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$28,000. he says the lot took his car and gave him a bad check. >> it was all a scam. >> reporter: kristy wanted to eliminate a $600 car payment, so she left sunnyvale her vw. >> the dealership said they would pay off my car once the car was sold. >> reporter: abe sharp says he's now stuck with a vehicle he can't register because there's a lien on it. >> we don't have a valid registration. >> reporter: and there are dozens of similar complaints online. adding to the frustration, these folks say so far, neither insurance companies norsuny vail police have been any help. >> i don't think they have even assigned an officer to this particular case. >> my insurance agent said he had never heard of this. >> reporter: sunnyvale police tell us it's complicated because the customers had a contract with the dealership, which could make this a civil case. and customers fear that could mean a long road to recovery.
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>> i feel a little naive, a little stupid that i let this happen. >> reporter: on the consumer watch, julie watts, cbs 5. >> what a mess. now, the property owner says sunnyvale motor cars also skipped out on the rent. customers who have lost money can apply for reimbursement through a special state automobile recovery fund. for more information, go to cbssf.com/consumer watch. mini spy planes flying over the bay area. >> that's right. the tug of war over public safety and privacy rights. a digital activist from the electronic foundation joins us next. >> and cozy enough? imagine a home with only 200 square feet. the tiny housing trend going big around the country. >> and sunday's on to a beautiful start in the bay area. take advantage of it. a few high clouds. other than that, we'll be out the door with plenty of sun. changes coming midweek. we'll have the forecast, as we look live over the shadow of the transamerica, casting a long
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shadow over the city. hey, that means there's sun out there! see you in a minute. ntry. ,,,,,,,,,,,,
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both: we're the fruit guys! back in 1998, we had this idea to deliver fresh fruit to offices in downtown san francisco. we built these wooden crates, filled these with fruit in my one-bedroom apartment. the fruit guys has been with bank of america since they first started. we work with them to help them grow and succeed. we're coming up on 50 employees and delivering to thousands of companies every week. i would definitely say this is a fruitful business.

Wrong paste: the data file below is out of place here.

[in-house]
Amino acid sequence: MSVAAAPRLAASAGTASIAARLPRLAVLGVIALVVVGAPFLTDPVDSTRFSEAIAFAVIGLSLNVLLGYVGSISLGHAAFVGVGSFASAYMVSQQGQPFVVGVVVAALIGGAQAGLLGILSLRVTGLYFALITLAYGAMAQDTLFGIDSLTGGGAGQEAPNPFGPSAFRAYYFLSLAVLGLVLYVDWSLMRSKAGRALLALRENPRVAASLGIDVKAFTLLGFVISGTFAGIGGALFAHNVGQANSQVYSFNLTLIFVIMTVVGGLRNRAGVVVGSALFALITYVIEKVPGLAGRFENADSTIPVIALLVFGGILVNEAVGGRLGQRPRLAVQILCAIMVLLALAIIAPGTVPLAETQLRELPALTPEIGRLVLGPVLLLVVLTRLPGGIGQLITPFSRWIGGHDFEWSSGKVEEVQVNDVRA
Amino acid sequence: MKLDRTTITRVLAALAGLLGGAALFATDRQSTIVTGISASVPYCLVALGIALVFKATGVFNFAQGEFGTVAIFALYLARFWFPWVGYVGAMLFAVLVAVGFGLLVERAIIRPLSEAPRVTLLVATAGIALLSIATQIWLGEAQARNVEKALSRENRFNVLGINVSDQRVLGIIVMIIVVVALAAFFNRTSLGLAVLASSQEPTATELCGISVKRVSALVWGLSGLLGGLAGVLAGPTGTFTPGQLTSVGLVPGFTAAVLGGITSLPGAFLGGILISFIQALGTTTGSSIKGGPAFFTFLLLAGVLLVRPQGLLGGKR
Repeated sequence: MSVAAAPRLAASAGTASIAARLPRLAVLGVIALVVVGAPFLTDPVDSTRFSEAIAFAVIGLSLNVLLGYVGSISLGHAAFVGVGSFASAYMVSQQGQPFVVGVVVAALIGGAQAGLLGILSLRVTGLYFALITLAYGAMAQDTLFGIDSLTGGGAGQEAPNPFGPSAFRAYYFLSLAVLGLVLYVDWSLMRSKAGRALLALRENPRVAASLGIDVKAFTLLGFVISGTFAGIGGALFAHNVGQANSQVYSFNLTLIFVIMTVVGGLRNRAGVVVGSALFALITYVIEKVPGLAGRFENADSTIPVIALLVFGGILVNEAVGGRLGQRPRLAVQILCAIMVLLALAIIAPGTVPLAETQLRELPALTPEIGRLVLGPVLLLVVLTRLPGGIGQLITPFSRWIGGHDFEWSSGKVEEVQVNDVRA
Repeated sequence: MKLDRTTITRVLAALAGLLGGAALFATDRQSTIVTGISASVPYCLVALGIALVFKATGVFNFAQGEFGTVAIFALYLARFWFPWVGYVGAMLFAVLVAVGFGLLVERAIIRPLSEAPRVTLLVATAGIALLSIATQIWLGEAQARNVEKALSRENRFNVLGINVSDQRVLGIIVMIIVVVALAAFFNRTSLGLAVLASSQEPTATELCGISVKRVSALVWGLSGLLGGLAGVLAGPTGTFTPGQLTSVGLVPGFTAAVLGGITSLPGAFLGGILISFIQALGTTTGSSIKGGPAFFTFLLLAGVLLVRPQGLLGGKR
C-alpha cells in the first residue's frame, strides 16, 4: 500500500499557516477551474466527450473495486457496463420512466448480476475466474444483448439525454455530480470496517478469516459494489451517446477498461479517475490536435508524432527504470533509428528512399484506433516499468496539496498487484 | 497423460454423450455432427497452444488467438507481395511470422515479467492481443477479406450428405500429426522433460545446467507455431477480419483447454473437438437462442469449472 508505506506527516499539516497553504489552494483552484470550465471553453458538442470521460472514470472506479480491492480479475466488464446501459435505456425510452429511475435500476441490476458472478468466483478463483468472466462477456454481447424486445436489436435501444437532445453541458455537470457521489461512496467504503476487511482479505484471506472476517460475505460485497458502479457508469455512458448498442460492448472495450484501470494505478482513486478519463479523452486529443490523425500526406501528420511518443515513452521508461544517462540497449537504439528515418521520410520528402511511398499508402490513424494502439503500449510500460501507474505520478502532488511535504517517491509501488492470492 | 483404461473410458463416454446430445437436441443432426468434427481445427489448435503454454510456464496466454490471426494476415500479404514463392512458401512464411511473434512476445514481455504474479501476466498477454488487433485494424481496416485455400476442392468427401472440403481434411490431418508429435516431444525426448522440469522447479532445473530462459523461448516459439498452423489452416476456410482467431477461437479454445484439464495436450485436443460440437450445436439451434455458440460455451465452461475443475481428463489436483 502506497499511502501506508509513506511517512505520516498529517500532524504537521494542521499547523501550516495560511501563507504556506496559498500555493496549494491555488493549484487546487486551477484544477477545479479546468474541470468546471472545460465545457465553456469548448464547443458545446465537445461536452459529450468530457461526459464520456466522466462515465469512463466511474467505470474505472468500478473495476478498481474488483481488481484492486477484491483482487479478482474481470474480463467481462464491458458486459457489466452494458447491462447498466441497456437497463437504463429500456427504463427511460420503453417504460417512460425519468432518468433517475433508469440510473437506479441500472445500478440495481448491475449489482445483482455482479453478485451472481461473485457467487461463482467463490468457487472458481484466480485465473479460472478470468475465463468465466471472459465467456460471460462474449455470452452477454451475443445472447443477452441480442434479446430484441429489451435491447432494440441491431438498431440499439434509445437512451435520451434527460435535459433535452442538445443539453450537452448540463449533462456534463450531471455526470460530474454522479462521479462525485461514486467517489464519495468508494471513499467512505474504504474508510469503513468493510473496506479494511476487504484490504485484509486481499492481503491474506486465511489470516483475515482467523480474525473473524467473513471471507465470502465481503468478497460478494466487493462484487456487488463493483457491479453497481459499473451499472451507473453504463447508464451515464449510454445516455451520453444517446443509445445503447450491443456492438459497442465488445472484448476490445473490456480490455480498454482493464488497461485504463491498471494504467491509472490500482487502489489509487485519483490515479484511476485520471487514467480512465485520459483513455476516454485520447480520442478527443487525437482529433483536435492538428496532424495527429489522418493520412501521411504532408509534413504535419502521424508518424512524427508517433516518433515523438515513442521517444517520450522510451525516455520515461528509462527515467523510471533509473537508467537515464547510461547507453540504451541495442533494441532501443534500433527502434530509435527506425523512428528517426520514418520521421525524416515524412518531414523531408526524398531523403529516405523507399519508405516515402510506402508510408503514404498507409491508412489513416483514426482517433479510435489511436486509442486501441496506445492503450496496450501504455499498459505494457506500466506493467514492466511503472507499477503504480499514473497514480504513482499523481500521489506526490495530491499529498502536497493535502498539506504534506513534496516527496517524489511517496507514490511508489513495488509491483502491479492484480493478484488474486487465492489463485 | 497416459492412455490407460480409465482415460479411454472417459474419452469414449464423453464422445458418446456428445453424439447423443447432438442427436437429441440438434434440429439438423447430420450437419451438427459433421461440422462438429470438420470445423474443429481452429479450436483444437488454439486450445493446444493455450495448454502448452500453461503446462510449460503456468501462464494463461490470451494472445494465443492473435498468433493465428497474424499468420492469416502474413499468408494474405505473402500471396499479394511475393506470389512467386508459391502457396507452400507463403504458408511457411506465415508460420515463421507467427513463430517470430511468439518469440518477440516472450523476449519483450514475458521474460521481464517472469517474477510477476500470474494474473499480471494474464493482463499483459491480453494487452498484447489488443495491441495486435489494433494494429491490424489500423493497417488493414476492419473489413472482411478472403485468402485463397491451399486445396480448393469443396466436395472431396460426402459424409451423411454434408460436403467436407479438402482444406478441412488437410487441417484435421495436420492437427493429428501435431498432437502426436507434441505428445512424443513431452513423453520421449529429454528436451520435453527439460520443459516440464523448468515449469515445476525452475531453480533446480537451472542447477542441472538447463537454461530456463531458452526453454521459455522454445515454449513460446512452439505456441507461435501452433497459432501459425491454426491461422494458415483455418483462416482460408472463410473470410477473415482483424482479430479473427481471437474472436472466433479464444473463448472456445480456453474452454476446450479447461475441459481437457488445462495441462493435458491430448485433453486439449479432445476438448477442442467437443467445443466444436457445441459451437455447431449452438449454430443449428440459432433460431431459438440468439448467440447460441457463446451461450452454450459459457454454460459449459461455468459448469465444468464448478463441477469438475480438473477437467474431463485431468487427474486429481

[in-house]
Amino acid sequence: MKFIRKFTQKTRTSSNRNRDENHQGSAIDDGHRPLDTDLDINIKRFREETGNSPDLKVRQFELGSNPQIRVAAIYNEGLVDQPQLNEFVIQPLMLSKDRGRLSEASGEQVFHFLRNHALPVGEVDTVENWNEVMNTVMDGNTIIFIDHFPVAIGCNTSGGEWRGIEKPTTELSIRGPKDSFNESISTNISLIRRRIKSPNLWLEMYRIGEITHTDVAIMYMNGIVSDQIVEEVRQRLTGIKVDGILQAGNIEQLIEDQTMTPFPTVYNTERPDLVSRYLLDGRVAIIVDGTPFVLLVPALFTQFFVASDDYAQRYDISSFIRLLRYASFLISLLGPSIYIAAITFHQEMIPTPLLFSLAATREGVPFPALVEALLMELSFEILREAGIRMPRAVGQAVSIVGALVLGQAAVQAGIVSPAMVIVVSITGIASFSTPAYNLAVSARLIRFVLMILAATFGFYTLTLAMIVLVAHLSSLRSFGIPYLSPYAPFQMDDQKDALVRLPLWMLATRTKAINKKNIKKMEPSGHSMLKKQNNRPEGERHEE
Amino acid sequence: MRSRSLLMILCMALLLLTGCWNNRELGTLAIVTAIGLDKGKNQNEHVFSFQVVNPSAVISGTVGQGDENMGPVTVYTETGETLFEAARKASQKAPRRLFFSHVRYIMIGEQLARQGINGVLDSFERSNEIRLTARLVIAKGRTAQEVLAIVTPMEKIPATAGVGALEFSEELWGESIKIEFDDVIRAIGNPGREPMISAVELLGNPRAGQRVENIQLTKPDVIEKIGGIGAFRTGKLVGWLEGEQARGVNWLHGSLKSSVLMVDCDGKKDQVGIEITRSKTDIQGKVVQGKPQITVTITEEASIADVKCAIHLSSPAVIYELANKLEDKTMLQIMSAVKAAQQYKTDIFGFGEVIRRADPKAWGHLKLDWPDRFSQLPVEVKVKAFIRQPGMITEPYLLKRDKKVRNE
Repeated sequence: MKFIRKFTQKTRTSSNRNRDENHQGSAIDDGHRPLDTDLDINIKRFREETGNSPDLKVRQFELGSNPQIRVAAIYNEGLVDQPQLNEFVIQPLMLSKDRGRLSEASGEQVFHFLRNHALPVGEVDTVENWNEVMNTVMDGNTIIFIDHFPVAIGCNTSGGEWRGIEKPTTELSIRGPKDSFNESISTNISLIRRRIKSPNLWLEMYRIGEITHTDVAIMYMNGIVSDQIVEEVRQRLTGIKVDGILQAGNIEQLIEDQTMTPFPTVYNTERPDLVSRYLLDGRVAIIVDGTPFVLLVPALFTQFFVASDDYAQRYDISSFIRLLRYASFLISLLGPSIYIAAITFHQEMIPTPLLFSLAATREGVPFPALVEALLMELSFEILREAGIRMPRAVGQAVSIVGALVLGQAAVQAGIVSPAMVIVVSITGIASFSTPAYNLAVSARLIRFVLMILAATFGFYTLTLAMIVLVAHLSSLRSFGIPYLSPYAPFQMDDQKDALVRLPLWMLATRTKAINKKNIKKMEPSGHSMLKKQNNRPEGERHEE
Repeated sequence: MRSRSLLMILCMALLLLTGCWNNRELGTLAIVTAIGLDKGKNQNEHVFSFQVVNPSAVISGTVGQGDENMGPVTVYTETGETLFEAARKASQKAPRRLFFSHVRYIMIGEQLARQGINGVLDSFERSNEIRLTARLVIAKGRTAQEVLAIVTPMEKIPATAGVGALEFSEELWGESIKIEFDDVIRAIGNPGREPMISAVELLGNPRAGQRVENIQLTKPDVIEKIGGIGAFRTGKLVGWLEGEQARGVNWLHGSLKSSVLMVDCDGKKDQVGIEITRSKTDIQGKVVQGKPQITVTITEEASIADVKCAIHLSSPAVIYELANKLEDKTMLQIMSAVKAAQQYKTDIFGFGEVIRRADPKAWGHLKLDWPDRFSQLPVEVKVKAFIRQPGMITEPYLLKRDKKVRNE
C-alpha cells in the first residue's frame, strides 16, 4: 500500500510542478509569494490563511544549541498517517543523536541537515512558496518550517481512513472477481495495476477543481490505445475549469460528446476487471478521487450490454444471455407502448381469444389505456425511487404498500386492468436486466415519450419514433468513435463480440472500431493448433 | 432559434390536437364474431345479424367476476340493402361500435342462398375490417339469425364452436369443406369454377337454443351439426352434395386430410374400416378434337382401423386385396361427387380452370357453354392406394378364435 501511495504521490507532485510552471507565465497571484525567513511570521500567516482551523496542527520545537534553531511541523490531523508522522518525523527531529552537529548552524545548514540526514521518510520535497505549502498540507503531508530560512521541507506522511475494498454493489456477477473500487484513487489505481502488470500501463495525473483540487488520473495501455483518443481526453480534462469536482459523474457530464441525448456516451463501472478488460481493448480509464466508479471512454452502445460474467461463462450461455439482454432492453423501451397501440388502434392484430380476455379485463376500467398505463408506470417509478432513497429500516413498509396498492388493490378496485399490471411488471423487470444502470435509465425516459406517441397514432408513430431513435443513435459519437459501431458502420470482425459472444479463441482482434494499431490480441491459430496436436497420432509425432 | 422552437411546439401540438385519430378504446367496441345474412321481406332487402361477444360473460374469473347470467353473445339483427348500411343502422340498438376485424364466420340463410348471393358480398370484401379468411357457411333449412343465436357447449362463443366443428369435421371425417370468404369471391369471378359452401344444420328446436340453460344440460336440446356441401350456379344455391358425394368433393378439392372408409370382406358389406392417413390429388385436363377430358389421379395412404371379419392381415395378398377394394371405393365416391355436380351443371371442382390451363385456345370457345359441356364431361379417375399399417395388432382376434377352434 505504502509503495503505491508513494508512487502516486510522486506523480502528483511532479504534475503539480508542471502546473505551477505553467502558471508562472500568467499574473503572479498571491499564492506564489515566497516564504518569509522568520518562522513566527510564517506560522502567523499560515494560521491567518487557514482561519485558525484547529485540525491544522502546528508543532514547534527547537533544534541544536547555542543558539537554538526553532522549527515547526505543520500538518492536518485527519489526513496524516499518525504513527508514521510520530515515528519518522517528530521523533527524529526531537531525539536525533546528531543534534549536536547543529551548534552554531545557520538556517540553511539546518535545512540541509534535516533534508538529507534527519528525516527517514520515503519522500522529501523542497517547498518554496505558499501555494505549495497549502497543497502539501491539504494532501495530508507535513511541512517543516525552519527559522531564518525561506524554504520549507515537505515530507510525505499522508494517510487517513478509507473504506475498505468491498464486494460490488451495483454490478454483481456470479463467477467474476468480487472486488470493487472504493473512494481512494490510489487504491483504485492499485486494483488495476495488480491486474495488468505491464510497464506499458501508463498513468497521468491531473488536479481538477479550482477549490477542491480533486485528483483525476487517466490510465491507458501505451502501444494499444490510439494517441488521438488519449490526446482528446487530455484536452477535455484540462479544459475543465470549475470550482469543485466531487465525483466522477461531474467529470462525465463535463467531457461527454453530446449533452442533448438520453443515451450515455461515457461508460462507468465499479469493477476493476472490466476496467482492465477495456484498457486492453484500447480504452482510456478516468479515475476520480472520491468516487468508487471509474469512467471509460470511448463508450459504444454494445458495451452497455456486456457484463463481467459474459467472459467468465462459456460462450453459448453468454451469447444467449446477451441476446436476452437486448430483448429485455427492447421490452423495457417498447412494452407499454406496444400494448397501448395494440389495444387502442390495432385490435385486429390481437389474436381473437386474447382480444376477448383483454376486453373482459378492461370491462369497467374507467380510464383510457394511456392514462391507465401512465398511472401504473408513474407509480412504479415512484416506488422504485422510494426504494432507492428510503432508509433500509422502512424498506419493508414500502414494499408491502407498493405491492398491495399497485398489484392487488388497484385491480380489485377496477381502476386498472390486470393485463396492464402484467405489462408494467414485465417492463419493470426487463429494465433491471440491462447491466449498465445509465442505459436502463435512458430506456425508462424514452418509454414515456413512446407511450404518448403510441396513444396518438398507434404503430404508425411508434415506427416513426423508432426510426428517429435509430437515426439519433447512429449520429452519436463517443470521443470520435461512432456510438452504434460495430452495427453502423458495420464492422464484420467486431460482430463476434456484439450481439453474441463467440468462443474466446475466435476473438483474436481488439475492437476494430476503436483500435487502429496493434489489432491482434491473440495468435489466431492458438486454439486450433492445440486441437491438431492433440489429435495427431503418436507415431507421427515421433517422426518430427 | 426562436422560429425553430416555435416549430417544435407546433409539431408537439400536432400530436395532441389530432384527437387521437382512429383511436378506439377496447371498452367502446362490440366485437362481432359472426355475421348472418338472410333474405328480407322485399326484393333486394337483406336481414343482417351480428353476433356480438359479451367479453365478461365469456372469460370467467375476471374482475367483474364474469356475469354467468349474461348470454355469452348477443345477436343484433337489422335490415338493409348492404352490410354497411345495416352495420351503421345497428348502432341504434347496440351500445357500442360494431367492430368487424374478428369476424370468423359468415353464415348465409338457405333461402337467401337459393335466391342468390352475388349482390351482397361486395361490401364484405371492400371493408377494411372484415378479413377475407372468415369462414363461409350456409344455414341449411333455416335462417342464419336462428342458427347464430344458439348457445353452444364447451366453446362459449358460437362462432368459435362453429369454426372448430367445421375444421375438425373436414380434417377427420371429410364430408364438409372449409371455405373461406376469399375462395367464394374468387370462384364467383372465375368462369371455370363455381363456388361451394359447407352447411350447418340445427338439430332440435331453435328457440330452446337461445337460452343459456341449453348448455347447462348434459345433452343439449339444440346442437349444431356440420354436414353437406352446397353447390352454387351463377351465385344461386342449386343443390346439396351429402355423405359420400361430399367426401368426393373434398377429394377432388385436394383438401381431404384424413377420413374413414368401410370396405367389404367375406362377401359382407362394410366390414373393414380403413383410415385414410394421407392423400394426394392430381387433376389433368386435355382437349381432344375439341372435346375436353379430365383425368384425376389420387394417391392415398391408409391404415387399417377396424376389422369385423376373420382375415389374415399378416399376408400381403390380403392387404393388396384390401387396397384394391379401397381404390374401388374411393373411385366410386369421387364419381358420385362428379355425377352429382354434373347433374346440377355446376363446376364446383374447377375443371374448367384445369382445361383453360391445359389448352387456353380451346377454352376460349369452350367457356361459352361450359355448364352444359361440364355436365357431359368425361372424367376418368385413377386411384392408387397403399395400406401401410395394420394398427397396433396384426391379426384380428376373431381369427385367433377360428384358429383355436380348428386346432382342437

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in washington dc, three buis are designing mini houses ia downsizing is catching on across the country. in washington, dc, three builders are now designing mini houses in a vacant lot. the houses are more like boxes, averaging about 200 square feet. they believe these tiny homes are great for someone who wants to live simply, but they aren't the only ones with this philosophy. big cities, like here in san francisco and new york are experimenting as well. >> they are more about experience than they are material things. they like their space, but they like the street theater, the street, the cafes, those become our living rooms. >> so in san francisco -- actually, in dc, the developer is opening 100 compact apartments on the city's waterfront. he believes the housing market is being driven by a new generation. but, yeah, they are talking about doing this in san
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francisco as well. mini apartments. a whole new form of cozy. >> exactly, because the idea is people will then go outside on the streets. so if i was in a small, one of those little box apartments and i wanted to step out into my living room, the bay area, brian, what will i be facing? >> transition master here. >> long one, but he got to it! >> nevertheless, beautifully done. we have a beautifully done sunday, too. let's head outside. numbers this morning mostly in the 40s and 50s. yet, santa rosa's got 37 degrees and a few high clouds up top. winds will be picking up today. that's probably the big difference out of a dry direction, the northwest. northwest means we'll not have much fog around in the bay area. look for today to be sunny and breezy. lots of sunshine through tuesday. next rains come in on wednesday. between now and then, got a lot of sunshine. time lapse shows high clouds spilling into a short wave trough that moved into northern california. that will leave us behind. we'll be sunny and breezy for the most part. let us quickly recap where we are on the rainy season.
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by the way, remember last week at this time, what a difference a week makes. we're now at 150% of average around the bay area, even more for santa rosa as we look at the rain totals since the rain season began back on july 1st. numbers for the bay area, we'll be looking at readings in the mid-60s for the most part. 65 in santa clara. 65 for sunnyvale. 64 for san jose. east bay, nice, temperatures in the low to mid-60s. napa, 64. here in san francisco, 64 degrees and 65 at alameda, going to be nice. extended forecast, expect a little bit of rain for the bay area on wednesday. latter half of the week looks iffy. right now, we'll say partly cloudy. but on that, one must stay tuned, because we could get rain thursday, friday and saturday. take a bit to clarify that. meantime, sunshine looks good and now let's get the latest with phil and anne. >> thanks, brian. well, there's a drone war being waged in alameda county. >> the sheriff's office there says it needs one of the pint